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Retaining DDR Memory Contents Across LBIST and Functional Reset

IP.com Disclosure Number: IPCOM000241235D
Publication Date: 2015-Apr-07
Document File: 5 page(s) / 90K

Publishing Venue

The IP.com Prior Art Database

Abstract

Preserving Dual Data Rate (DDR) memory contents is a must for speeding up subsequent boot times but Logic Built in Self-Test (LBIST) and functional reset tend to corrupt the DDR memory contents. This paper describes a software + hardware scheme for preserving DDR memory contents when the DDR controller is going through LBIST or being reset.

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Retaining DDR Memory Contents Across LBIST and Functional Reset

Abstract:

Preserving Dual Data Rate (DDR) memory contents is a must for speeding up subsequent boot times but Logic Built in Self-Test (LBIST) and functional reset tend to corrupt the DDR memory contents. This paper describes a software + hardware scheme for preserving DDR memory contents when the DDR controller is going through LBIST or being reset.

Body:

Introduction:

Dual Data Rate (DDR) memory contents retention is important to speed up subsequent boot times. LBIST and functional resets tend to corrupt the DDR contents. This paper will explain how to tackle this issue. This paper describes a way of preserving DDR memory contents when the DDR controller is going through a Logic Built in Self-Test (LBIST) or being reset. The basic scheme is a hardware+software hybrid solution to maintain DDR contents across LBIST and functional reset.

The basic idea and motivation:

This scheme uses a combination of hardware and software techniques to provide the user with the capability to retain multiple logical sections of DDR memory across an LBIST cycle (and functional reset cycle). The implementation requires proper selection of levels of various hardware resets and retention logic. Also a software level paradigm is defined to ensure and identify sections of retained logic in DDR. A handshake mechanism is developed between the DDR controller and the reset controller during the occurrence of any functional reset. In case of any functional reset event, the reset controller first issues a request to the DDR controller for putting DDR in self-refresh mode. The reset is propagated to the entire SoC only after getting acknowledgment from the DDR controller. At the same time, DDR CKE and RESET pads are safe stated before the DDR controller is itself reset. After reset de-assertion, a particular software sequence (explained in the paper) is followed to remove safe stating from DDR pads and bring DDR memory out of self-refresh mode.  For LBIST, the memory is put in self-refresh mode through software and the DDR pads are safe stated before the LBIST is run and the acknowledgement going to the reset controller is also safe stated (since LBIST will be running on the DDR controller also).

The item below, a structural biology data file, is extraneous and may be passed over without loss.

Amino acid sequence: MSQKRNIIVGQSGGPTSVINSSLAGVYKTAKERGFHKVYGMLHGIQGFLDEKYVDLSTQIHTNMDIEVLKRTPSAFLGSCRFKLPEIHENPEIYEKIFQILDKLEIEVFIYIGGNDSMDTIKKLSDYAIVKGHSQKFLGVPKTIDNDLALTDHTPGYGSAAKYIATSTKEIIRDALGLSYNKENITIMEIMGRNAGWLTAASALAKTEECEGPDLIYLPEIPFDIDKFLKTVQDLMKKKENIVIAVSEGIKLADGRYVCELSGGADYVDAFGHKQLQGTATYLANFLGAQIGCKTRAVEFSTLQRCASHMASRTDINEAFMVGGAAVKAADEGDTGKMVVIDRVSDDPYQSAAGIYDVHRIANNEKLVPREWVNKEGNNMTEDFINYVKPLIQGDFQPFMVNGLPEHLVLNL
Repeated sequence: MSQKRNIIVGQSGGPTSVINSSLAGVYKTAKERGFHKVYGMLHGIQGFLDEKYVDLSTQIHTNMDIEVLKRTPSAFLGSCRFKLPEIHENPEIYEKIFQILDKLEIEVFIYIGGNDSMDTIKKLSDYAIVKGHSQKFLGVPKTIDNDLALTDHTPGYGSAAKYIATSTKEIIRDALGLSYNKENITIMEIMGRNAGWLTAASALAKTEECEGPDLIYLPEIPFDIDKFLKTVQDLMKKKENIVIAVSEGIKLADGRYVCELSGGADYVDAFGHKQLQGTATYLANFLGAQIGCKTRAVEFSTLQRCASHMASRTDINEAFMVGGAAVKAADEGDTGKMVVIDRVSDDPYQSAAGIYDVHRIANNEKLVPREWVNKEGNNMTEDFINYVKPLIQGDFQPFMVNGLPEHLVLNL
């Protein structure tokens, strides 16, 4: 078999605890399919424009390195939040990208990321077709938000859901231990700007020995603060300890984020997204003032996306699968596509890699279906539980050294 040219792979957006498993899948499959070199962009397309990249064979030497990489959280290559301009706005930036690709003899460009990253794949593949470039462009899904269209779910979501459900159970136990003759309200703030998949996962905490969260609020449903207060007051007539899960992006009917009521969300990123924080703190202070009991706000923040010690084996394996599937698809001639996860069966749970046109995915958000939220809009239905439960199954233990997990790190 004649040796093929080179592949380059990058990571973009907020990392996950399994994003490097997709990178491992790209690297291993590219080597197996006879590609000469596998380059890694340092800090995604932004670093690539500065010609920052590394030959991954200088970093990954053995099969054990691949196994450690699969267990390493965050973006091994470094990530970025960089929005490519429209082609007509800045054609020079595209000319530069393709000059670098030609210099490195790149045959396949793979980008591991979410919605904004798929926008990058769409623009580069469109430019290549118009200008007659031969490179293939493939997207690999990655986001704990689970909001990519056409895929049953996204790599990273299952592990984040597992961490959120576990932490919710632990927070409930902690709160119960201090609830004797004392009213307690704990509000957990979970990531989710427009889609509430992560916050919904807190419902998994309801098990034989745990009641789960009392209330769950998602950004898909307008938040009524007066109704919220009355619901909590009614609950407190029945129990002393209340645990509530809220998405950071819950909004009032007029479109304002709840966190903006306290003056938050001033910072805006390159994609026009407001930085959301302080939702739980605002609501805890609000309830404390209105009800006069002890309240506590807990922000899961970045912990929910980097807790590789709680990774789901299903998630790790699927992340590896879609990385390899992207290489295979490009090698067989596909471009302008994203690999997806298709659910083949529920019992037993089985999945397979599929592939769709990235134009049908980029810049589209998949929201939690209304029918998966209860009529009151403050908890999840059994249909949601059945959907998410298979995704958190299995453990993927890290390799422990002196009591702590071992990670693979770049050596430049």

Hardware components required:

1.     A series of retention flops/latches sitting out of LBISTed logic and resettable on destructive reset to maintain the state of CKE and RESET pads.

2.     A series of retention flops/latches to maintain the state of ZQ (the calibration pads). This is required because ZQ pad internally affects the state of the CKE and RESET pads.

3.     A ‘State’ maintenance flop that maintains the state of PAD retention and at the same time can be read as status. Sits out of LBIST.

4.     A clearing bit for the above STATE flop.

5.     Reset state machine gating logic based on a self refresh request-ack protocol with DDR controller.

6.     A series of Software read writeable flops to maintain states of section of prese...